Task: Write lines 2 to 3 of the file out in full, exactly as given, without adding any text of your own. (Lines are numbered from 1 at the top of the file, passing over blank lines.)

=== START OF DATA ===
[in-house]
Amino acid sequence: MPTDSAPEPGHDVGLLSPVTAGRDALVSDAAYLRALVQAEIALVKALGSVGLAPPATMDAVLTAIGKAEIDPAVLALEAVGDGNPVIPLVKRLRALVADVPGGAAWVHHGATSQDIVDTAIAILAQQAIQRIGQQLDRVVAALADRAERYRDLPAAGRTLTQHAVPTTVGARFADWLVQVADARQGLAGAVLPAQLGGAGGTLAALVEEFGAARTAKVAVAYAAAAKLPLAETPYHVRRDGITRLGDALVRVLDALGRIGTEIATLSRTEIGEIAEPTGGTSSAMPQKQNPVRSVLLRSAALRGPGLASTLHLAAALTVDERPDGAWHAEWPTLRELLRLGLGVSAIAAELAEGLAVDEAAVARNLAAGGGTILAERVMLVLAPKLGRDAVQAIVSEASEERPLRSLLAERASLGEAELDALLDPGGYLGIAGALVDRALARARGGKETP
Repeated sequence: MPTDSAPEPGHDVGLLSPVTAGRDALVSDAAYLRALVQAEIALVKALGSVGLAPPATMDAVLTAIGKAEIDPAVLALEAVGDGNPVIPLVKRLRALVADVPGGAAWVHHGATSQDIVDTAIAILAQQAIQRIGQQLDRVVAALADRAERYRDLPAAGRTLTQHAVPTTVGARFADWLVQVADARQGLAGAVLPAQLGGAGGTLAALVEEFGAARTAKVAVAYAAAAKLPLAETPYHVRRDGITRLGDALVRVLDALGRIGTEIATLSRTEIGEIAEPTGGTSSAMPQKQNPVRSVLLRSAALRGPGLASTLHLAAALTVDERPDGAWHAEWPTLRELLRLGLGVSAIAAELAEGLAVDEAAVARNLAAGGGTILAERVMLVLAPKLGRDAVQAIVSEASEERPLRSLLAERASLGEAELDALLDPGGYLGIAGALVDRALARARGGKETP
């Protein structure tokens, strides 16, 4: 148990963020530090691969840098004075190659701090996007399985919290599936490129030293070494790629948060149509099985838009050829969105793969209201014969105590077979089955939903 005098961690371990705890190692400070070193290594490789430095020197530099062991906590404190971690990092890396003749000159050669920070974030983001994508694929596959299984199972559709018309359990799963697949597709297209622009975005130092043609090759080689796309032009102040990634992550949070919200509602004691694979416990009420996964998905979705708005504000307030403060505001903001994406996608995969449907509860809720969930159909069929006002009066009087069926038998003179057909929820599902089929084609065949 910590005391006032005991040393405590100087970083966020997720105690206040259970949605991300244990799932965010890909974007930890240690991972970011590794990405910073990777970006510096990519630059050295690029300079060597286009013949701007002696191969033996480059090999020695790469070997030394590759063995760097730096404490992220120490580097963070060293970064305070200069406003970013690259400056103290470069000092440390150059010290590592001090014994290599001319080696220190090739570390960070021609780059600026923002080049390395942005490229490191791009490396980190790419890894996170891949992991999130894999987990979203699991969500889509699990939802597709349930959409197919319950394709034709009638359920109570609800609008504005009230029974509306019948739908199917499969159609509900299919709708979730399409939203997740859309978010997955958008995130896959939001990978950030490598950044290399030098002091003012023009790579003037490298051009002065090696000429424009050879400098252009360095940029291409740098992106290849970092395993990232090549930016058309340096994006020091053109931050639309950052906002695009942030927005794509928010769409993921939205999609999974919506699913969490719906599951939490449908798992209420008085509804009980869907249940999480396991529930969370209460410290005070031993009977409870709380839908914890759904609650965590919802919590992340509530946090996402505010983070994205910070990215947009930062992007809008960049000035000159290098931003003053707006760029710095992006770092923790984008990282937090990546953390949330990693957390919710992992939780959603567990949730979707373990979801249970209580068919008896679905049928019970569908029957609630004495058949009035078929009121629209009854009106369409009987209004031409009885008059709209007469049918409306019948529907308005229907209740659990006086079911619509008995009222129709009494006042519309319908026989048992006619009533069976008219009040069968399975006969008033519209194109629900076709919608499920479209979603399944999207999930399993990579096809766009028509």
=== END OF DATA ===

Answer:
Amino acid sequence: MPTDSAPEPGHDVGLLSPVTAGRDALVSDAAYLRALVQAEIALVKALGSVGLAPPATMDAVLTAIGKAEIDPAVLALEAVGDGNPVIPLVKRLRALVADVPGGAAWVHHGATSQDIVDTAIAILAQQAIQRIGQQLDRVVAALADRAERYRDLPAAGRTLTQHAVPTTVGARFADWLVQVADARQGLAGAVLPAQLGGAGGTLAALVEEFGAARTAKVAVAYAAAAKLPLAETPYHVRRDGITRLGDALVRVLDALGRIGTEIATLSRTEIGEIAEPTGGTSSAMPQKQNPVRSVLLRSAALRGPGLASTLHLAAALTVDERPDGAWHAEWPTLRELLRLGLGVSAIAAELAEGLAVDEAAVARNLAAGGGTILAERVMLVLAPKLGRDAVQAIVSEASEERPLRSLLAERASLGEAELDALLDPGGYLGIAGALVDRALARARGGKETP
Repeated sequence: MPTDSAPEPGHDVGLLSPVTAGRDALVSDAAYLRALVQAEIALVKALGSVGLAPPATMDAVLTAIGKAEIDPAVLALEAVGDGNPVIPLVKRLRALVADVPGGAAWVHHGATSQDIVDTAIAILAQQAIQRIGQQLDRVVAALADRAERYRDLPAAGRTLTQHAVPTTVGARFADWLVQVADARQGLAGAVLPAQLGGAGGTLAALVEEFGAARTAKVAVAYAAAAKLPLAETPYHVRRDGITRLGDALVRVLDALGRIGTEIATLSRTEIGEIAEPTGGTSSAMPQKQNPVRSVLLRSAALRGPGLASTLHLAAALTVDERPDGAWHAEWPTLRELLRLGLGVSAIAAELAEGLAVDEAAVARNLAAGGGTILAERVMLVLAPKLGRDAVQAIVSEASEERPLRSLLAERASLGEAELDALLDPGGYLGIAGALVDRALARARGGKETP